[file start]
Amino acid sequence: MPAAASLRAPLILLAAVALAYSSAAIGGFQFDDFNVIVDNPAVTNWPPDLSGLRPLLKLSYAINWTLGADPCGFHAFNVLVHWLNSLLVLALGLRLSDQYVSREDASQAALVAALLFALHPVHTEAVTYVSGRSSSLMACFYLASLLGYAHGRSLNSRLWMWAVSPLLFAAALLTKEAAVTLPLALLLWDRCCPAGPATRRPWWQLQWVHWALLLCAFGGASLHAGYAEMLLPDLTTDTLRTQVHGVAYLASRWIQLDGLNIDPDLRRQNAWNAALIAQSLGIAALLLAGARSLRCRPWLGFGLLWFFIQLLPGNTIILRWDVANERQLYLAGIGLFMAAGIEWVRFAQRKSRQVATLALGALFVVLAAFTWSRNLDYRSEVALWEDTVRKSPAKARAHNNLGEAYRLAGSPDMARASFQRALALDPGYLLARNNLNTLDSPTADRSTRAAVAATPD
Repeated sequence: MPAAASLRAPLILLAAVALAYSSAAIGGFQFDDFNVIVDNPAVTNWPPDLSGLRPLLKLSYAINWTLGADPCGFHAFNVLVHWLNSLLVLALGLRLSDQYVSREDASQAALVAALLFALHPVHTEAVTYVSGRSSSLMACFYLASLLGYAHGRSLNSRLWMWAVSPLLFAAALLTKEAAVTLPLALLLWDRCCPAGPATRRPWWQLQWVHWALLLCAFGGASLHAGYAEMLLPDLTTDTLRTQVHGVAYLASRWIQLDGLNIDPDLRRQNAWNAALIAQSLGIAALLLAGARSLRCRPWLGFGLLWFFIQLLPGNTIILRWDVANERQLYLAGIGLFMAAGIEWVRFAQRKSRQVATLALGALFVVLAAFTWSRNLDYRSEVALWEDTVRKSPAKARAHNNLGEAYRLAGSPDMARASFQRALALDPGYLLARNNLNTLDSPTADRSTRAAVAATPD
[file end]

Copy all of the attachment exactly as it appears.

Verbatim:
Amino acid sequence: MPAAASLRAPLILLAAVALAYSSAAIGGFQFDDFNVIVDNPAVTNWPPDLSGLRPLLKLSYAINWTLGADPCGFHAFNVLVHWLNSLLVLALGLRLSDQYVSREDASQAALVAALLFALHPVHTEAVTYVSGRSSSLMACFYLASLLGYAHGRSLNSRLWMWAVSPLLFAAALLTKEAAVTLPLALLLWDRCCPAGPATRRPWWQLQWVHWALLLCAFGGASLHAGYAEMLLPDLTTDTLRTQVHGVAYLASRWIQLDGLNIDPDLRRQNAWNAALIAQSLGIAALLLAGARSLRCRPWLGFGLLWFFIQLLPGNTIILRWDVANERQLYLAGIGLFMAAGIEWVRFAQRKSRQVATLALGALFVVLAAFTWSRNLDYRSEVALWEDTVRKSPAKARAHNNLGEAYRLAGSPDMARASFQRALALDPGYLLARNNLNTLDSPTADRSTRAAVAATPD
Repeated sequence: MPAAASLRAPLILLAAVALAYSSAAIGGFQFDDFNVIVDNPAVTNWPPDLSGLRPLLKLSYAINWTLGADPCGFHAFNVLVHWLNSLLVLALGLRLSDQYVSREDASQAALVAALLFALHPVHTEAVTYVSGRSSSLMACFYLASLLGYAHGRSLNSRLWMWAVSPLLFAAALLTKEAAVTLPLALLLWDRCCPAGPATRRPWWQLQWVHWALLLCAFGGASLHAGYAEMLLPDLTTDTLRTQVHGVAYLASRWIQLDGLNIDPDLRRQNAWNAALIAQSLGIAALLLAGARSLRCRPWLGFGLLWFFIQLLPGNTIILRWDVANERQLYLAGIGLFMAAGIEWVRFAQRKSRQVATLALGALFVVLAAFTWSRNLDYRSEVALWEDTVRKSPAKARAHNNLGEAYRLAGSPDMARASFQRALALDPGYLLARNNLNTLDSPTADRSTRAAVAATPD